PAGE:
However, there are a couple of questions I think should be asked when it comes to race and 'race issues' and I hope they will be part of tonight's discussion.
For instance, does the way that people identify themselves impact others' perceptions of them? If a person says "I'm a Latina" as their first personal descriptor, does that suggest (or do people perceive) that the racial/ethnic descriptor is the most important - and therefore, the primary basis of how a person wants to be viewed?
Contrast that with "I'm a Toledoan" or "I'm a doctor" as the first descriptor, which focuses others on city or profession - eliminating the emphasis on race. Would changing such self-descriptors help or hurt race relations? Would it focus people more on the 'content of character' rather than the 'color of skin'? Does this diminish the heritage people are so proud of?
Another question I would like discussed and examined is this: If it's racist to discriminate against a person because of the color of their skin, isn't it also racist to discriminate in favor of a person because of the color of their skin? This question can also be applied to gender and is used in many instances, such as employment and voting.
Some of the draft questions being considered for the panel include:
1. Affirmative action/Reverse discrimination – Of what value is affirmative action today? Do the values of affirmative action outweigh the damaging effects of reverse discrimination?
2. Racial profiling – Recently in Philadelphia, about 20 white police officers pulled three black males from a car and severely beat them in full view of cameras. Such incidents of racial profiling occur typically to young men of color be they black or brown, or should they happen to look black or brown. Is racial profiling an endemic problem within this society or a rare occurrence highlighted by the cameras? Is racial profiling a necessary law enforcement technique?
3. Are we too sensitive – Last year shock jock Don Imus called a college women’s basketball team – all but two players on the team were black – “nappy headed hoes.” His resignation was demanded from a variety of quarters. Are we too sensitive to stupid comments? Or do we simply make too many stupid comments? What are the limits with respect to how we can refer to other ethnic groups?
4. News reporting double standards – During the Katrina debacle, a national news outlet captioned two white residents carrying goods liberated from a store as survivors. A news outlet captioned a similar photo of two black residents as looters? Is this double standard typical?
5. Black/Brown competition and tensions – Latinos recently surpassed African-Americans as the most populous minority group in the nation and reports of racial incidents and lack of cooperation are mounting. On a small scale, what will it take to foster cooperation here in Toledo?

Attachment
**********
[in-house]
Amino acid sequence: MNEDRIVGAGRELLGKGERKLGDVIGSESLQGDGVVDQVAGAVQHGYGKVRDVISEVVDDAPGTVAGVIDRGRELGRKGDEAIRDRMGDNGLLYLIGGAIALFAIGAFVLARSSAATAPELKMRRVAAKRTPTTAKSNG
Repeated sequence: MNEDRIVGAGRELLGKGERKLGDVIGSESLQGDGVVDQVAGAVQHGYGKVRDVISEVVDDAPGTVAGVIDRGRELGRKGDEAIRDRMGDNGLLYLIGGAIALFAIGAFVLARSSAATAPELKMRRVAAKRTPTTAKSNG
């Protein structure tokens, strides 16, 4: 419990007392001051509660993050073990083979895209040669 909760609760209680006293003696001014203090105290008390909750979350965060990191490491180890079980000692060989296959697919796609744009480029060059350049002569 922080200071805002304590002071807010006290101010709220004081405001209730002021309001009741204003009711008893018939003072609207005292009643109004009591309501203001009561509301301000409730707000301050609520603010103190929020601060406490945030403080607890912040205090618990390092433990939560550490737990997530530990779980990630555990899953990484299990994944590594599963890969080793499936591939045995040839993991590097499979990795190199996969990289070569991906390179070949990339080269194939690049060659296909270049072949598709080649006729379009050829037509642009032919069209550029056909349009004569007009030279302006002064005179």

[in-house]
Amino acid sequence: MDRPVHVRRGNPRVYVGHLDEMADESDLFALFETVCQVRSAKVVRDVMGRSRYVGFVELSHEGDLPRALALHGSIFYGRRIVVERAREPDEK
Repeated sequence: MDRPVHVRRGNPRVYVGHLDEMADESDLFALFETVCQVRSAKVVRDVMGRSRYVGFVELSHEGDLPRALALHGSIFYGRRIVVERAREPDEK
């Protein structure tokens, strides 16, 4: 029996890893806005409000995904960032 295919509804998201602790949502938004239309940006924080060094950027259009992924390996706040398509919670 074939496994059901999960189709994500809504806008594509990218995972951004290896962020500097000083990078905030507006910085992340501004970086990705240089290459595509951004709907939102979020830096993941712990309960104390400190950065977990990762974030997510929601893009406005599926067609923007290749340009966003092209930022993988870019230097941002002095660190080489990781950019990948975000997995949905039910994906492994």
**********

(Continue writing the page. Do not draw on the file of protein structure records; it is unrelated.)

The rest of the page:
6. There is a new Toledo ordinance requiring convenience stores to be licensed and install security cameras – to be enforced starting at the end of this month. Is this ordinance directed at Middle Eastern store owners? Would such an ordinance exist if convenience stores were primarily owned by racial or ethnic groups in whose neighborhoods such places were located?
7. Let’s talk a bit about racial and ethnic identification – Do we need more education as a people about racial, ethnic and religious labels? Or, are such conversations counterproductive?
8. White privilege – In Why Are All the Black Kids Sitting Together in the Cafeteria?, author Beverly David Tatum defines racism as “a system of advantage based on race.” Do you agree with this description? Why or Why not?
9. The system of advantage is costly for everyone including white people. Agree?
The real question we should be addressing is how to get to the point where we treat everyone equally, without regard to race, in a society that focuses on our differences - our diversity - instead of our commonalities.
Perhaps the panelists should read 'Historical Overview of Race Preference and Affirmative Action Policy in America' from the American Civil Rights Institute before beginning the discussion. As what normally happens when government gets involved, in an effort to 'solve' a problem, they just make things worse. Instead of a color-blind society, we have decisions based upon color of skin in order to comply with government laws.
I wish I had been able to participate, especially because it appears the panel is in need of more 'conservative' perspectives, but I am glad that the discussion is beginning.